Chandrayaan 2 Vikram Lander Still Lost in the Shadows of the Moon

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ISRO Claims It Has Pics, but Won’t Release. Now NASA’s LRO Craft Can’t See the Chandrayaan 2 Vikram Lander Clearly. The Fate of the Mission, It Seems, Is in the Dark.

Earlier this month, India attempted to succeed where Israel failed a few weeks before. Both nations were hoping to become the fourth nation in history to successfully land a spacecraft on the surface of the moon. Neither succeeded, but India’s failure was slightly less spectacular. I mean, at least the ISRO’s Chandrayaan 2 Vikram Lander wasn’t carrying thousands of frozen tardigrades when it crashed. Israel’s was. So when the tardigrades rise up, colonize the Moon, and embargo it from us, we know where to place the blame.

So What Happened With Vikram?

Here, watch this short video from the immediate aftermath, then we’ll talk some more:

Again, despite the flashy YouTube-friendly title of this video, India has only claimed to have found the lander. They have yet to provide any proof (that I could find, anyway).

 What we do know, is that the craft was going pretty fast when ISRO officials lost contact with it 2km above the surface. What is still unclear, even if you take the ISRO’s word for it that the craft looked to be in one piece, is how much damage was caused by the fall, and whether or not it will ever communicate with Earth or fulfill its mission. Of course, whether or not the ISRO (Indian Space Research Organization) wants to discuss the location of its lander is completely their prerogative. On the other hand, the rest of the world was watching, and we wanna know what happened, damn it! 

NASA Gets Involved

In fact, NASA wanted to know so badly it sent the LRO (Lunar Reconnaissance Orbiter) around to look for the Chandrayaan 2 Vikram Lander. Unfortunately, NASA officials announced that during last week’s flyby, the lander was obscured in shadow. Based on the data they had, NASA said they couldn’t positively identify the lander.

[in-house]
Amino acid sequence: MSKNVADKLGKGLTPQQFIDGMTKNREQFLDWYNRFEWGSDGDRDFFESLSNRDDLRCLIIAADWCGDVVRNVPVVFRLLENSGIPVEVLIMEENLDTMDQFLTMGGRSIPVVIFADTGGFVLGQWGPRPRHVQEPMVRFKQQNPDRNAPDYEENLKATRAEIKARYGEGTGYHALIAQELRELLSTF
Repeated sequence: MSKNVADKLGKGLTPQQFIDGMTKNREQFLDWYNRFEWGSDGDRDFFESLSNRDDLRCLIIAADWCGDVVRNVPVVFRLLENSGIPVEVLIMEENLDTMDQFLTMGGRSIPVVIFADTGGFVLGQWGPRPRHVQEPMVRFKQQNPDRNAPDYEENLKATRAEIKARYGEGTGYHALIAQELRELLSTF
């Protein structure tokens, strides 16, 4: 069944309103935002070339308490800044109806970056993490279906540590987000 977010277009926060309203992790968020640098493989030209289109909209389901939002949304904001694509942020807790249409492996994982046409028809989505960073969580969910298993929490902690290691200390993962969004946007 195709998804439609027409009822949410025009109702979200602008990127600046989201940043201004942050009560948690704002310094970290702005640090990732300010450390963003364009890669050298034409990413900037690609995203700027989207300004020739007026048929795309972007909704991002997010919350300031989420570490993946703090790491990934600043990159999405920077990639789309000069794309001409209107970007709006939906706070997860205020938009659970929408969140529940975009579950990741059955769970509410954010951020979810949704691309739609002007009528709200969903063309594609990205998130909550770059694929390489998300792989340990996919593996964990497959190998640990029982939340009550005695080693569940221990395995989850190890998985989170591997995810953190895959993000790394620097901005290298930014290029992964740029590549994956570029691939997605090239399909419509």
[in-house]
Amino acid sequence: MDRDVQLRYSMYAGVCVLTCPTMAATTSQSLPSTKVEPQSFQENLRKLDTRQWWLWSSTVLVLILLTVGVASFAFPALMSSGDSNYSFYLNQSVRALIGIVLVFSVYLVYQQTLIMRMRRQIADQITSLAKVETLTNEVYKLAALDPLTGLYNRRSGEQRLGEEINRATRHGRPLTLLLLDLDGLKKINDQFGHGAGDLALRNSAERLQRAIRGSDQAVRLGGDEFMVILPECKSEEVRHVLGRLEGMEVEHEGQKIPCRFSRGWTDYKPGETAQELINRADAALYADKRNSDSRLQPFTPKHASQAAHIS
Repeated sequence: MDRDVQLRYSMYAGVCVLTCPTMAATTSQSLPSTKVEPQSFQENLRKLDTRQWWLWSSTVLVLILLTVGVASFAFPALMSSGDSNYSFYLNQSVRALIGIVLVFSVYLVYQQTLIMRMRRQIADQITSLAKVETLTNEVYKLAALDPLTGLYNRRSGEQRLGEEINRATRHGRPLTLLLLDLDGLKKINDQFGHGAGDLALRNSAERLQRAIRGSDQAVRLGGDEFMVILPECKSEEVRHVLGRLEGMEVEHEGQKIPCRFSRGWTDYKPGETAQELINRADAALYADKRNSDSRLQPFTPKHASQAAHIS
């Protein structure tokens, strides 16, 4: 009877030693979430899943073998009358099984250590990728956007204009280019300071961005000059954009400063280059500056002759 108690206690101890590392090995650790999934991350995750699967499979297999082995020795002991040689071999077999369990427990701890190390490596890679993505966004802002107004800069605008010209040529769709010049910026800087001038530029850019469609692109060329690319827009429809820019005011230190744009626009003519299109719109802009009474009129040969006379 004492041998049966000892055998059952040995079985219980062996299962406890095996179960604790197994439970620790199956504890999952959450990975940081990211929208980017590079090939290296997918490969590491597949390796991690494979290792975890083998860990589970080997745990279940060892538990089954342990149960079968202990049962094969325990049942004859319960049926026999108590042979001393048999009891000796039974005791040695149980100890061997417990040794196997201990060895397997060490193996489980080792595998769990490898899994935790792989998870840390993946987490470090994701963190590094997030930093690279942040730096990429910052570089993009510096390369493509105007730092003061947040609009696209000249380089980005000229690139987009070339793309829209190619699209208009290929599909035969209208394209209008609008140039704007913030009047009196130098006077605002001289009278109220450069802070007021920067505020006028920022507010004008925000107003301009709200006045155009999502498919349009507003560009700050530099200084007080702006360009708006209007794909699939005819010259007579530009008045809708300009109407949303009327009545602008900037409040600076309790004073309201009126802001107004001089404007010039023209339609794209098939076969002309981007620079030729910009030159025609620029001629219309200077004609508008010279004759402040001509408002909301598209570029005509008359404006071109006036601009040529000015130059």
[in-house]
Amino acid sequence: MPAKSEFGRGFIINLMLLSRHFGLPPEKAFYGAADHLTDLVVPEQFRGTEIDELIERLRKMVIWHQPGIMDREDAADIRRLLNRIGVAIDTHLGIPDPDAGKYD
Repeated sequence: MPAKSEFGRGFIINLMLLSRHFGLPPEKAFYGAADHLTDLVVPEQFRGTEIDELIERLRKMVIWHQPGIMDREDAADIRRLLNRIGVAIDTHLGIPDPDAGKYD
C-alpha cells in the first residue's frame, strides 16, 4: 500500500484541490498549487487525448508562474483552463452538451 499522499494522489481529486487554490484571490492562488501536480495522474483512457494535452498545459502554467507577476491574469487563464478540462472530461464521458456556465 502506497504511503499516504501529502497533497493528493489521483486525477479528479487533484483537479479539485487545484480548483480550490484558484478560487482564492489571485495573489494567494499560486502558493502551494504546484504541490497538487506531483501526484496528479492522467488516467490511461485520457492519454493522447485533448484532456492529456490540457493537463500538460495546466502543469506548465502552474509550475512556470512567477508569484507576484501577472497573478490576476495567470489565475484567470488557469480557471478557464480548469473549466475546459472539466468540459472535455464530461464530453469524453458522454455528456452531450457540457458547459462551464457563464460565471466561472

In a statement, NASA said, “LRO flew over the area of the Vikram landing site on Sept. 17 when local lunar time was near dusk; large shadows covered much of the area.” The statement went on to say, “The Lunar Reconnaissance Orbiter Camera (LROC) acquired images around the targeted landing site, but the exact location of the lander was not known so the lander may not be in the camera field of view.”

So we wait. The next chance the LRO will have to see Vikram will be on October 14th. Hopefully, then we’ll get a better idea of what went wrong.

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Brandon Humphreys

Brandon Humphreys

I'm a wizard. I write stuff and it goes from my head into yours - Magic! Apart from that, I am the Senior Editor for Space Porn, a veteran, a rock guitarist, and a teacher.

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1 Response

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  2. When Bezos makes his push with his lander, it’s going to be quite an event…

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